Monday, 2 March 2015

Why Labour's policy on university fees makes sense

The uni fees and loan system works to an extent - people have massive loans forced on them but they only have to pay them a bit at a time when they're earning a good wage - it's already a graduate tax in all but name! It also means one less thing to fund from elsewhere; you can only raise a certain amount from tax evaders and banks as suggested elsewhere. It's popular to say "scrap the fees" but it would be costly to do so and Labour, with this policy, should help fix the major problems with the current system (still not perfect, but it'll be better).

There's two major issues with the current system that Labour are effectively fixing. Firstly, the levels at which the fees are at means that billions will almost certainly be written off after 30 years losing the taxpayer money so, in fact, reducing the fees by £3,000 could actually be good for the taxpayer (unlike what the Tories say!) Secondly the maintenance grant/loan isn't really high enough for those on poorer incomes to go to university with - Labour will raise it by £400 which sounds like little but it will make an important difference.

Additionally, Labour have correctly identified and admitted that university just isn't for everyone - some people do badly academically and don't want to continue school as it were! University should cost the students something because it isn't compulsory and it shouldn't be necessary to get a good job. Indeed, most of the time the degrees offered at uni don't teach you anything that will be useful for the job; they just differentiate some people from other people, effectively showing one person has spent more time learning an unrelated subject!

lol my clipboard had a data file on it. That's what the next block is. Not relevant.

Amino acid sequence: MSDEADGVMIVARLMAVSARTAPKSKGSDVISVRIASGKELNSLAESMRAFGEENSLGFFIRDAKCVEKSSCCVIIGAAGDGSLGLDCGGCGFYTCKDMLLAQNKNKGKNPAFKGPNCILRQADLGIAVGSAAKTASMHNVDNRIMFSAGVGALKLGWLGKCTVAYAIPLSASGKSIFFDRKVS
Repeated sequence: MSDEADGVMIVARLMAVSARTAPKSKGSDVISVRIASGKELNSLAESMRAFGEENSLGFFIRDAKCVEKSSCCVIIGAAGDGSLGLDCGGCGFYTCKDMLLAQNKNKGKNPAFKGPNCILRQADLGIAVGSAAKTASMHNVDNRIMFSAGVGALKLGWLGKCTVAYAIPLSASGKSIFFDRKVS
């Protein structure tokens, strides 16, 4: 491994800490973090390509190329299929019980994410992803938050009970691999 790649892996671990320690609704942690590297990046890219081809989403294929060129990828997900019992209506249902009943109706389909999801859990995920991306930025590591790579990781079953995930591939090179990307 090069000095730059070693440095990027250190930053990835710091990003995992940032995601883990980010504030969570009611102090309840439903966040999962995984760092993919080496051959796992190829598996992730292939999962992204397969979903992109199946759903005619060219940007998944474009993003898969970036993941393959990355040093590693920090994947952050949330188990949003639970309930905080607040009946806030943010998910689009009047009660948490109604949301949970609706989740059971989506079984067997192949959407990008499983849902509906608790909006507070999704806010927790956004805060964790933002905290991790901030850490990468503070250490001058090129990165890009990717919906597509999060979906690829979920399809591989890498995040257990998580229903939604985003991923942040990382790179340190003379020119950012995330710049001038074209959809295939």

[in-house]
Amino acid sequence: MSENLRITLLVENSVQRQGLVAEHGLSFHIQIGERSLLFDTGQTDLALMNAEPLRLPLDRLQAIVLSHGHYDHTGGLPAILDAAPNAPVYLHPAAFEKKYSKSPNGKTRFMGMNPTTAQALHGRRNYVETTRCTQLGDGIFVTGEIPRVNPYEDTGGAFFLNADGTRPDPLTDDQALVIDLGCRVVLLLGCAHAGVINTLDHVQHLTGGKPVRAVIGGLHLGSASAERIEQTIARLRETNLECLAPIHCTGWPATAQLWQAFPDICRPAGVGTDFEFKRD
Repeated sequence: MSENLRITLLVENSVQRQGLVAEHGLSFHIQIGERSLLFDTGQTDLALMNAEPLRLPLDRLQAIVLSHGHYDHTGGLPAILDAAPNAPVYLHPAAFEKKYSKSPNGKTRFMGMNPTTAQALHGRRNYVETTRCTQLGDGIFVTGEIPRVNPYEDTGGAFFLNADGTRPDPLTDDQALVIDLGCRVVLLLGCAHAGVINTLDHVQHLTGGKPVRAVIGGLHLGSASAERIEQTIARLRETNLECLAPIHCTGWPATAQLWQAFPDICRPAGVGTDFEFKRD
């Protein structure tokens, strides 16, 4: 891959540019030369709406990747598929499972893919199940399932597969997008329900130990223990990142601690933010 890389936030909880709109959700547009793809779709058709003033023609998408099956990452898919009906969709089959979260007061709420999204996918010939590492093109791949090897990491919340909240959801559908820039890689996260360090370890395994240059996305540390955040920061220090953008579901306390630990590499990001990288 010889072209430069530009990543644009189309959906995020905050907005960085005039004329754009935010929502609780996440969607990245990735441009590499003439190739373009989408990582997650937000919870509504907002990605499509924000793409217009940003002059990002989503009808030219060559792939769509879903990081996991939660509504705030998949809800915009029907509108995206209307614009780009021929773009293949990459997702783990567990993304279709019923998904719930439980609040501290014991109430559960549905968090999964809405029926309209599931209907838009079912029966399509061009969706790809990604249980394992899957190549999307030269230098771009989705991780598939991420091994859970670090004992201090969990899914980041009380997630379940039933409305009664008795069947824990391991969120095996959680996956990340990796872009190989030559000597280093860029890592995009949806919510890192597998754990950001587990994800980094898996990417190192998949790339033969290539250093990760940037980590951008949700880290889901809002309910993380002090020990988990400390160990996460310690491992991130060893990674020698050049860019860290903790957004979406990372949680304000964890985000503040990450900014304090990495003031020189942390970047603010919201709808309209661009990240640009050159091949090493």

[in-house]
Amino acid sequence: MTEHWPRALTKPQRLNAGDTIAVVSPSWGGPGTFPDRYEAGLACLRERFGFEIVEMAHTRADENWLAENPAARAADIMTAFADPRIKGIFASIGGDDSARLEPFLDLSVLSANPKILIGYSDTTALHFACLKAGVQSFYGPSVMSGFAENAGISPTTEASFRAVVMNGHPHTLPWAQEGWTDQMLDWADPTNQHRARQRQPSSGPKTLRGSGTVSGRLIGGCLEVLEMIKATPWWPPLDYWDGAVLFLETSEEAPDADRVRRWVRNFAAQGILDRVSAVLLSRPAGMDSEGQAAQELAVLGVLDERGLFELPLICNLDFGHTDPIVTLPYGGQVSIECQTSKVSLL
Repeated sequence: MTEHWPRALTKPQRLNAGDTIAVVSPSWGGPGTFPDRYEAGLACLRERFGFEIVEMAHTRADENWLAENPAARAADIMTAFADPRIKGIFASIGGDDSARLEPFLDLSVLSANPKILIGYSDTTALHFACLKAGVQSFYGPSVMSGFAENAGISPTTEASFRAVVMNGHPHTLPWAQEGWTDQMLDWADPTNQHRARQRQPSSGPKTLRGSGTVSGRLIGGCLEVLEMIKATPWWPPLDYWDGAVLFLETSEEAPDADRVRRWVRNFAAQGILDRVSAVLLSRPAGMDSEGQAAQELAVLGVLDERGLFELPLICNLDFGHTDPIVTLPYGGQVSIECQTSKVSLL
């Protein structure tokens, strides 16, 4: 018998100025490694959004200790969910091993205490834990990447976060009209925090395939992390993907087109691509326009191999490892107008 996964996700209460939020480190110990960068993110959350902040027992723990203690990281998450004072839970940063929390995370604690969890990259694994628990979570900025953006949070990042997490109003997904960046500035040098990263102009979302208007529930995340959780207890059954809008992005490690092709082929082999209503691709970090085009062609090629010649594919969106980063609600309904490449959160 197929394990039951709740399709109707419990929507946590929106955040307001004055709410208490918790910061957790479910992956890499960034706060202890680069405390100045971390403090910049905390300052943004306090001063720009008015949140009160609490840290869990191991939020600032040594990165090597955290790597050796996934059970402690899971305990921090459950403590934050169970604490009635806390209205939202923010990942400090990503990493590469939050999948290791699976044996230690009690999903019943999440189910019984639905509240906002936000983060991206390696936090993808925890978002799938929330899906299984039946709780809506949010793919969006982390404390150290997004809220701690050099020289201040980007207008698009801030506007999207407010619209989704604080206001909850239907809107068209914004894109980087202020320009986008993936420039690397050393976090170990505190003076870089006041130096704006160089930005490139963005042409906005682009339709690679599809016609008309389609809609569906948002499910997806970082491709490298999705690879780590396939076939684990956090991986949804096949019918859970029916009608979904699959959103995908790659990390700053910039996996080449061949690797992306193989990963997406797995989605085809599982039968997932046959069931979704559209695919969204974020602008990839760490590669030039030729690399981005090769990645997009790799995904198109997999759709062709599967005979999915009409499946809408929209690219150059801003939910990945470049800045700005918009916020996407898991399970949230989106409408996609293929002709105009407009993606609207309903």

To fix the issue above, Labour will introduced vocational (read: actually useful) qualifications and, critically, guarantee apprenticeships by forcing companies holding a government contract to offer apprenticeships. Unlike other forms of education - you don't have to pay for an apprenticeship and it's directly relevant for whatever job you want to go into.

In fact, I am about to go to uni myself, and I am happy to pay a price in my future life for it. If I wanted, under Labour's policies I'm sure I could get an apprenticeship as an accountant and work into a profession that way - as I want to be a politician or lawyer and have more academic backing I will get a degree, but I don't mind there being a cost since I didn't HAVE to get the degree.

Also, Ed remembers what happened to the Lib Dems when they pledged to remove fees - they ended up trebling them and now tell off Labour for pledging to reduce the fees by the same amount the Libs pledged last time (by £3000). He's not going to make the mistake of making an expensive promise he can't keep - however reducing them a bit and increasing the maintenance loan and increasing the relevance of degrees and increasing apprenticeship provision are all things that WILL make a difference for my generation.

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